This article appeared in the September 27, 2018 edition of the Monitor Daily.

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Seeking unity in divisive times

Brian Snyder/Reuters
Demonstrators hold hands on the one year anniversary of 2017 Charlottesville 'Unite the Right' protests, in Charlottesville, Va., August 12, 2018.
Noelle Swan
Deputy Daily Editor

Today, all eyes in the United States are on Capitol Hill and the increasingly contentious Senate confirmation hearings of Supreme Court nominee Brett Kavanaugh. The stream of accusations suggesting a pattern of sexual misconduct in Mr. Kavanaugh’s youth has exposed a deep rift in American perceptions of responsibility, gender roles, and morality.

We’ll have more on that divide in a bit. But first, at times like these, when it seems the nation is being torn in two, it can be fruitful to take note of what binds us together.

For all of our differences, there are, in fact, many areas where Americans can agree. Matt Carmichael, director of editorial strategy for Ipsos North America and editor of the pollster publication GenPop, recently compiled a list of 118 areas where Americans share common ground.

Some may seem trivial: Most Americans like Tom Hanks, for instance. They value hygiene and trust the Weather Channel.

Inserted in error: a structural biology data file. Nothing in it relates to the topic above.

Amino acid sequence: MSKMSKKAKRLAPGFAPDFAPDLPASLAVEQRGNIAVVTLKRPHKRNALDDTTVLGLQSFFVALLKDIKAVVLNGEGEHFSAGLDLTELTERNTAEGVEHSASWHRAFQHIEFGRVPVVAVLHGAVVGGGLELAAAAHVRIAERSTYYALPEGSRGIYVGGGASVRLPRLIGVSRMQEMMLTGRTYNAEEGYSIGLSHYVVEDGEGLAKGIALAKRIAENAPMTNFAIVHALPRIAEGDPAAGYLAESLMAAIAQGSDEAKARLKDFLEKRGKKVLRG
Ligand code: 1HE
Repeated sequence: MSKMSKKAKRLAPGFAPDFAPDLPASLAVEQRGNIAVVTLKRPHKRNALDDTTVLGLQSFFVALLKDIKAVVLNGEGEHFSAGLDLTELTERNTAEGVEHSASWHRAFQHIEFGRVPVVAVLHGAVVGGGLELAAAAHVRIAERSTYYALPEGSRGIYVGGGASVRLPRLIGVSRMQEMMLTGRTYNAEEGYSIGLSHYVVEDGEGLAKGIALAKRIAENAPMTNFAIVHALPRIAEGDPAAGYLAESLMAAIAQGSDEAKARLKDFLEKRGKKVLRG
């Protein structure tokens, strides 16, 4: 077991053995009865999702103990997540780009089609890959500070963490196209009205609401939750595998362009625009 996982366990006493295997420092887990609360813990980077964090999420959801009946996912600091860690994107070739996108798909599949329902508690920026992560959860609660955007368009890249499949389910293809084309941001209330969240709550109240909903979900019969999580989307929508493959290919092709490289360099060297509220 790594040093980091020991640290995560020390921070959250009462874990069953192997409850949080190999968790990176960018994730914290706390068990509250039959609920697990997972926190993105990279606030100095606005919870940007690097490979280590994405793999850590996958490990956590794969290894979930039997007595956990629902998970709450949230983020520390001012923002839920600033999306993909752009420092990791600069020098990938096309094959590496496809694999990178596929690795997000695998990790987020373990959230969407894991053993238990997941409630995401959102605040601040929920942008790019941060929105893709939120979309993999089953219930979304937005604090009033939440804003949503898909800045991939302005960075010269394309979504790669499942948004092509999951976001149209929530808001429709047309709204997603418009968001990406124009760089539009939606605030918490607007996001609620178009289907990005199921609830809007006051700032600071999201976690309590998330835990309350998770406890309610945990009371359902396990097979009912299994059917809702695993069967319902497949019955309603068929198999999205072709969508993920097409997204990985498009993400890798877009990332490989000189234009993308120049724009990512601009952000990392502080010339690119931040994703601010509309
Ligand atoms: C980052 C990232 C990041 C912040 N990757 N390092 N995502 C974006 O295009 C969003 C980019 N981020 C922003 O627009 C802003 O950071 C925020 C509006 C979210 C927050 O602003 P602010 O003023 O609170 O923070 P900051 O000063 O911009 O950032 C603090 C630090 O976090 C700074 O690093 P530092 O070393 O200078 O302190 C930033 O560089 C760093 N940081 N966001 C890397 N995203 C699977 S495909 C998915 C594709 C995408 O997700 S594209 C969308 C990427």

Others may be surprising given how partisan rhetoric has become: Three-quarters of Americans think Congress should enact stricter gun control laws and most say Congress should do more to reduce humanity’s influence on climate change.

And while many of today’s debates can be traced to clashing values, there are many ideals that Americans collectively hold dear, including responsibility, taking care of others, self-reliance, and being an active member of one’s community.

As Ipsos political pollster Chris Jackson told Mr. Carmichael: “The struggle towards these shared ideals is what makes us American, not all the times we fall short.”

Now on to our five stories for today, selected to highlight an effort to heal divides through infrastructure and the opening of a pop cultural window into the evolution of politics and the press in recent decades.

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This article appeared in the September 27, 2018 edition of the Monitor Daily.

Read 09/27 edition